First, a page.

What does an IT boss, a frisbee coach and a ballroom dancer have in common? They are just three of the notable alumni who were awarded at the Nanyang Polytechnic (NYP) Alumni Contribution Awards Ceremony on 9 March 2018. These new awards recognise alumni who have actively contributed in various fields such as arts, culture and sports. While they might’ve since graduated from NYP and made their mark in society, these inspiring grads have not forgotten their roots and are always willing to give back. Read on as Alan Kuik, Benjamin Ho and Muhammad Azri share their NYP experiences. 

Alan Kuik, Diploma in Information Technology, Class of 2000

Alan Kuik

Meet Alan Kuik – the 39-year-old self-made boss of IT business firm, Infospace. For the School of IT alumnus, Alan’s relationship with NYP didn’t just end at his graduation. Not only has Alan been involved with the campus events and happenings, the self-made entrepreneur has also taken on the responsibility to nurture his juniors’ skills by offering internship and part-time placements within his company. Through his mentorship and guidance, one of his former employees – Amos Tan, a graduate from the Diploma in Infocomm & Security – was even inspired to start his own company!

“NYP is still is very much a part of my life,” Alan shares. “I want to help to train our next generation and make internship a meaningful learning experience.” His dedication in giving back to his alma mater has earned him an Alumni Contribution Award, becoming one of the 11 recipients recognised for their honourable efforts.

Benjamin Ho Zhi Hao, Diploma in Business Management, Class of 2005

Benjamin Ho

On Monday and Wednesday evenings, Benjamin Ho spends his time coaching at NYP’s Ultimate Frisbee club. The 32-year-old has been doing this for the past 14 years, regardless of rain or shine. But that’s not the only reason that scored him the Alumni Contribution Award – it’s also his sense of purpose, duty and responsibility that makes him a winner in our books.

He first founded the club as a second-year Diploma in Business Management student in 2004, and has since built a tight-knit community of passionate players who excel both on and off the field. His personal coaching motto? “Better player, better person”. He adds, “I was taught to serve, and would like my players to remember to serve others as well.” The club has been on a winning streak, having been crowned as the eight-time reigning champion for the Polytechnic-ITE Games and the seven-time champion for the Inter-Varsity-Polytechnic Games.

Muhammad Azri, Diploma in Electronics, Computer & Communications Engineering, Class of 2010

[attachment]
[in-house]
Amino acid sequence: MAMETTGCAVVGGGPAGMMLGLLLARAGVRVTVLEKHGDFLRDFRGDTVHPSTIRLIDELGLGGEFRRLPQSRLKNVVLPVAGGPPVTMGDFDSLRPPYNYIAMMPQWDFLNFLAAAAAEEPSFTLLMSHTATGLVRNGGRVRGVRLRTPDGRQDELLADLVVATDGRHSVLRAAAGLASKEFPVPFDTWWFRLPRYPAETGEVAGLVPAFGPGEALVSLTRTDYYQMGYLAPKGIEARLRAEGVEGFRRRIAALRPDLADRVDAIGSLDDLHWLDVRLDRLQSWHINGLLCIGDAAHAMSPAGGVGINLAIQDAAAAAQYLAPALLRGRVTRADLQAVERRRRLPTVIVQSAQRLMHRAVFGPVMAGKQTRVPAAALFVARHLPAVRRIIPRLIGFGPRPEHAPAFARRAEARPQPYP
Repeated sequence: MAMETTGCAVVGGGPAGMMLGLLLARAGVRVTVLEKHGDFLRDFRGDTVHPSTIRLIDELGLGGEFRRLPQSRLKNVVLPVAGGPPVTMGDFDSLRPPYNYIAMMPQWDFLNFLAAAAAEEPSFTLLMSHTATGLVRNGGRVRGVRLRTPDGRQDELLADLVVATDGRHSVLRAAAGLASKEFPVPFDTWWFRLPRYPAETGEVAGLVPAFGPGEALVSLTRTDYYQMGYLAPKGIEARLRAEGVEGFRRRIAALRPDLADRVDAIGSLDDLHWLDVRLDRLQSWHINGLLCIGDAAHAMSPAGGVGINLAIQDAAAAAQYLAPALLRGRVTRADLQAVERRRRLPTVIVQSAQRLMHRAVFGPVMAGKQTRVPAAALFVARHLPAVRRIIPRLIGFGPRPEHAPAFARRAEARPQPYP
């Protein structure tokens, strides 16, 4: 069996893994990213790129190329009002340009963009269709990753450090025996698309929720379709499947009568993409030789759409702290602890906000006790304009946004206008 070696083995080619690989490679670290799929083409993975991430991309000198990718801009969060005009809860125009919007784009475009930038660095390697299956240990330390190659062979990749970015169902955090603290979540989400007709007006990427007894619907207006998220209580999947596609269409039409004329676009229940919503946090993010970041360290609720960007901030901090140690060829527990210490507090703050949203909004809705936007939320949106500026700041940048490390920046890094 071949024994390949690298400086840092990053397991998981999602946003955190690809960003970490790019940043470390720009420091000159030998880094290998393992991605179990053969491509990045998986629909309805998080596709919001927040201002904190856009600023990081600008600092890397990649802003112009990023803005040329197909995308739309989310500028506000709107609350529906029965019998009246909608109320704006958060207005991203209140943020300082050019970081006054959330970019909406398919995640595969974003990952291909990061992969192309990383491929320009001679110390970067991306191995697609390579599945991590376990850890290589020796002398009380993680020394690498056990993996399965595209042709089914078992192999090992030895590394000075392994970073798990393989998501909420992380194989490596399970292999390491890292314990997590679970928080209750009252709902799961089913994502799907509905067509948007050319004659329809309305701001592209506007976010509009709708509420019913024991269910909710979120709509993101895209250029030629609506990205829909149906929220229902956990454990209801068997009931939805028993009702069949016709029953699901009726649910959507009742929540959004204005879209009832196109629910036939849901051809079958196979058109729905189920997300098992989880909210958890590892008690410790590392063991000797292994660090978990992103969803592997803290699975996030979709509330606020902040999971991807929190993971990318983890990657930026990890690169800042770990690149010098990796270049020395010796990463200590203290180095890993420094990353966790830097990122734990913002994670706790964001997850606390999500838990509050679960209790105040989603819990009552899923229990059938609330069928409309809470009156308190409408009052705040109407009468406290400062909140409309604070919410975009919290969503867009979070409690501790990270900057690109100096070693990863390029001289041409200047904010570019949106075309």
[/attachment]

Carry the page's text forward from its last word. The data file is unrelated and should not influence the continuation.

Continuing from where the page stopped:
Muhammad Azri

“NYP was where my passion for dance started,” says Muhammad Azri, and he’s never looked back. Despite graduating from NYP about eight years ago, one can still expect to see him on campus at least twice a week. The dedicated alumnus comes back to NYP as a volunteer coach to mentor his juniors in the La Ballroom En Masse CCA, which specialises in latin ballroom dancing.

Even with his hectic schedule, Azri still makes sure to take time off for coaching. “I’ve made many great friends in NYP,” Azri shares. “I hope to continue to mentor more juniors in dancing. It’s the most natural way of paying it forward to others who see value in what I can contribute most.”

More related stories: How These Local Polytechnic Graduates Got Into The Top Universities In The World9 Tertiary Graduates Share Their Biggest Regrets From School

 

Informatics Jan 2019

What does a 21-year-old and a 42-year-old have in common? For MDIS students Angelyn Rachel Fletcher and Ailene Tan, it turns out that they have plenty of similarities with one another despite being two decades apart.

With a mutual love for psychology, 21-year-old Angelyn and 42-year-old Ailene both decided to enrol in the International Foundation Diploma in Psychology at MDIS. It doesn’t matter whether you’re a freshman hoping to jumpstart your career, or an adult learner interested in fine-tuning your craft –  these two aspiring psychology professionals prove that age is no barrier when it comes to pursuing your passion. Not only do they get along well with each other, the unlikely classmates also share similar views on issues they care about. We speak to Angelyn and Ailene to learn more about their unique perspectives and eye-opening learning experience at MDIS.

What made you decide to pursue a Diploma in Psychology?

Angelyn: I was curious about what made a person tick and what made them do what they did. I was very into the world of criminology and my police officer dad couldn’t have been more overjoyed. But upon hopping onto the psychology train, I realised that it wasn’t as easy as I had thought and there are so many more sides to it – gerontology, clinical, educational, etc. From there, I decided to pave a path for myself and pursue a diploma in the field.